California Pharmacy Board Mulls Delay to Drug Tracking Rules
The California Board of Pharmacy is scheduled to meet today to discuss a possible two-year postponement to a law that would require the pharmaceutical industry to electronically track prescription drugs in the state, the San Francisco Chronicle reports.
The measure is scheduled to take effect in 2009. If postponed until 2011, it would mark the second delay for the 2004 law.
The measure is intended to combat the $40 billion global counterfeit drug trafficking trade by requiring each prescription drug bottle to have a unique serial number. The law mandates that each entity that transfers the medication -- from manufacturer to wholesaler to pharmacist -- be documented in the drug's electronic record.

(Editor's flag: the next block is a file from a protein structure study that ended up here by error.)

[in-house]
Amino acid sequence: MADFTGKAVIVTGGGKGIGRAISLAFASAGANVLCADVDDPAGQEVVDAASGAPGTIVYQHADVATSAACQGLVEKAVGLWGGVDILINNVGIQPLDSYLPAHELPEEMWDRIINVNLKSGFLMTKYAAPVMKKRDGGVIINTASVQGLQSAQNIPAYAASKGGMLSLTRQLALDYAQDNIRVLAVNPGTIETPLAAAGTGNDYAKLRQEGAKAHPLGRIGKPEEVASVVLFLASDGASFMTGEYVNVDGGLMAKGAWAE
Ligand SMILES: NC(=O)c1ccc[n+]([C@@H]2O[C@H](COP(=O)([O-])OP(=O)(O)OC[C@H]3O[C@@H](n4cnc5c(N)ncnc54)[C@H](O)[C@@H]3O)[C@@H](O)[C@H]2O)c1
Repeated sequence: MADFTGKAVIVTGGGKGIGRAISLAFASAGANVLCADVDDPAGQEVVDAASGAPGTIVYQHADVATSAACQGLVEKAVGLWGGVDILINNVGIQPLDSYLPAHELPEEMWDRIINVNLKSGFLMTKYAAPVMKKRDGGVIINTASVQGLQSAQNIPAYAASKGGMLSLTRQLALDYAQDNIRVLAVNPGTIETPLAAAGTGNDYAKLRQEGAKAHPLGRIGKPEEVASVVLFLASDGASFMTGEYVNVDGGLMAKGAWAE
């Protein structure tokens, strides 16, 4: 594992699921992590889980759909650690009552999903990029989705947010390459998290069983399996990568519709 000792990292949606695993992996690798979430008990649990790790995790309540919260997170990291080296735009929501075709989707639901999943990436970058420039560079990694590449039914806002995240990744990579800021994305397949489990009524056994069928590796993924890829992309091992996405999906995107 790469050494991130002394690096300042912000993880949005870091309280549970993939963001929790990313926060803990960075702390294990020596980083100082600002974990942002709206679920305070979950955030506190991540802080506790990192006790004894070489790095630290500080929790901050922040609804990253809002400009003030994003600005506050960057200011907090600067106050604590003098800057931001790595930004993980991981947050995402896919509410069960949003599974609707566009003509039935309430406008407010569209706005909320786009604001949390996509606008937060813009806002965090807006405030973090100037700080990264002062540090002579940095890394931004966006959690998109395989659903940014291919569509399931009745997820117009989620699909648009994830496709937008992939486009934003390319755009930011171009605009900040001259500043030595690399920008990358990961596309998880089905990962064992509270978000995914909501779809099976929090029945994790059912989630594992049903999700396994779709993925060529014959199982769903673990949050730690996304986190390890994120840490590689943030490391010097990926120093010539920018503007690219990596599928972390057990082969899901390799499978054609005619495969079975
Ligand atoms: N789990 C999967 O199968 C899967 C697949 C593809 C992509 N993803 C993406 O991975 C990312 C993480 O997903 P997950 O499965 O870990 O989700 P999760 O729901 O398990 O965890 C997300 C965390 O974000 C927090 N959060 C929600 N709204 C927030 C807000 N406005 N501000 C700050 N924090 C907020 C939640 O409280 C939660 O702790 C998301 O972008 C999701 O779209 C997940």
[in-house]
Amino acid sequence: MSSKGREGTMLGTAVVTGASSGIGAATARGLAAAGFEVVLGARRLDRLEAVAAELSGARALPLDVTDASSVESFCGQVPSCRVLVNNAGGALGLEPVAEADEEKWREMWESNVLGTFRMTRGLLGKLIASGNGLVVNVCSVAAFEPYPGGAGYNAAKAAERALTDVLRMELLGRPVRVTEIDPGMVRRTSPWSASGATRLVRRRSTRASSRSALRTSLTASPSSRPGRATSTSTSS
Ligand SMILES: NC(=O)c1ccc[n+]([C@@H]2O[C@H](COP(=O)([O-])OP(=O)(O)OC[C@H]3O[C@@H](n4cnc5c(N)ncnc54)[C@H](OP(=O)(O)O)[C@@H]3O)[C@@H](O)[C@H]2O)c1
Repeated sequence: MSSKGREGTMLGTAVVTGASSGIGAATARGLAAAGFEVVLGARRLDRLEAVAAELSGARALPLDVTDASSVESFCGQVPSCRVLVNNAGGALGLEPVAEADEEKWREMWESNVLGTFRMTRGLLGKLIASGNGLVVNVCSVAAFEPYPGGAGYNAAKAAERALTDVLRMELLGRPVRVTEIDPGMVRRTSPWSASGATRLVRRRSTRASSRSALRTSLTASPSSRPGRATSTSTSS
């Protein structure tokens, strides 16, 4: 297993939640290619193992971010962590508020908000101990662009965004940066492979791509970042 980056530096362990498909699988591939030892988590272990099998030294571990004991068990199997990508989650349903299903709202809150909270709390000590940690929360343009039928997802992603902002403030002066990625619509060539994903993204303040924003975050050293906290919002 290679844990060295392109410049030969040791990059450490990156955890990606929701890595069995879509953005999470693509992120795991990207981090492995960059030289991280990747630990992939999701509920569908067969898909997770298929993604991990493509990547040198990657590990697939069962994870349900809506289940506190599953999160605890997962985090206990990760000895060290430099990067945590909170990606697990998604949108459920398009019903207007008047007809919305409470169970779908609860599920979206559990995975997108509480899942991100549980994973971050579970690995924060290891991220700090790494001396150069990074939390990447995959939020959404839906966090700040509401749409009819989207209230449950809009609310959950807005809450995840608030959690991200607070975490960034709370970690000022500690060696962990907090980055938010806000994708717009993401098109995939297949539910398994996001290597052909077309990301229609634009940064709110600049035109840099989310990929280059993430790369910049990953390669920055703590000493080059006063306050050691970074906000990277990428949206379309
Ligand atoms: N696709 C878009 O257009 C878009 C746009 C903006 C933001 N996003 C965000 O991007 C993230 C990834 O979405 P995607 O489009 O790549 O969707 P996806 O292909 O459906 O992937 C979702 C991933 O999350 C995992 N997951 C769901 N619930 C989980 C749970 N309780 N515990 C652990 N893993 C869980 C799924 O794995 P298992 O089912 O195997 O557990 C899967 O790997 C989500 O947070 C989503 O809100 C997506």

Some argue that the law should be delayed to allow the pharmaceutical industry additional time to obtain the computer systems needed to track drugs through the supply chain.
The board is not expected to reach a decision today.
Paul Rudolph, a former associate commissioner at FDA, said that the California law will have nationwide implications because of the state's size.
Florida requires prescription drugs to be tracked, but no other state requires drugs to be tracked electronically, the Chronicle reports (Gage/Colliver, San Francisco Chronicle, 1/23).